Books Your Kid Should Read

"I have always imagined that Paradise will be a kind of library." - Jorge Luis Borges

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17 August 2008

The House At Pooh Corner
by A. A. Milne
Illus. Ernest H. Shepard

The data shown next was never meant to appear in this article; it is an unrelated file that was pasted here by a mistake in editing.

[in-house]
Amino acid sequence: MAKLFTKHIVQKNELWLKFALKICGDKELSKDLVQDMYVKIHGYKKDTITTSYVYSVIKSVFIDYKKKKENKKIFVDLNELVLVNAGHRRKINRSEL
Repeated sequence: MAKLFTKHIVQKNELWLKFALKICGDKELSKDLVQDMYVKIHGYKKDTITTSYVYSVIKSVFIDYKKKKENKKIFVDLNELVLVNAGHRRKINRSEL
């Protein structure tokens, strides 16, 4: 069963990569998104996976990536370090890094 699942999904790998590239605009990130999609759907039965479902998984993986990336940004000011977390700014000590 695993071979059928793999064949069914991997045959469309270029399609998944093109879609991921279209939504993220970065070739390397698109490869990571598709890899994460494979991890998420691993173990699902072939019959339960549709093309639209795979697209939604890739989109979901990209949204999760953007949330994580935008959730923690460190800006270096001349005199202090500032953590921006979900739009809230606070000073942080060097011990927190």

If your only familiarity with Pooh Bear comes from the Disney cartoons, hie thee to a bookstore and buy some of the original stories, pronto. Don't get me wrong: as a child of the 1970s I have as many fond memories as anyone of watching those Disney animations of a Sunday. But there's really nothing to compare with the language, imagery, and wit of Milne's words and Shepard's pictures. The House At Pooh Corner is the second storybook devoted to Pooh and his pals (Winnie-the-Pooh being the first), and it's got to rank as one of the all-time great sequels in literary history. No, really! Not only are we introduced to Tigger, a scene stealer in the fine tradition of such "secondary" characters as Sam Weller or Mr. Toad, but Owl's house gets blown down in a storm, Piglet and Pooh build Eeyore a "new" house, and the wonderful game of Poohsticks is invented. As usual with A. A. Milne's work, there's as much to entertain the adults who are reading the stories as the children listening to them. As I reread it recently (To myself, since you ask. At bedtime. You got a problem with that?) I was struck anew by the poignancy of the latter chapters of Pooh Corner. Christopher Robin is growing up, and though the assurances in the final sentence that "wherever they go, and whatever happens to them on the way, in that enchanted place on the top of the Forest, a little boy and his Bear will always be playing" are sufficient to quiet any younger reader's fears, the older reader can't help but acknowledge how hard it is to find that enchanted place sometimes. Fortunately, there are always the Pooh books to help us out.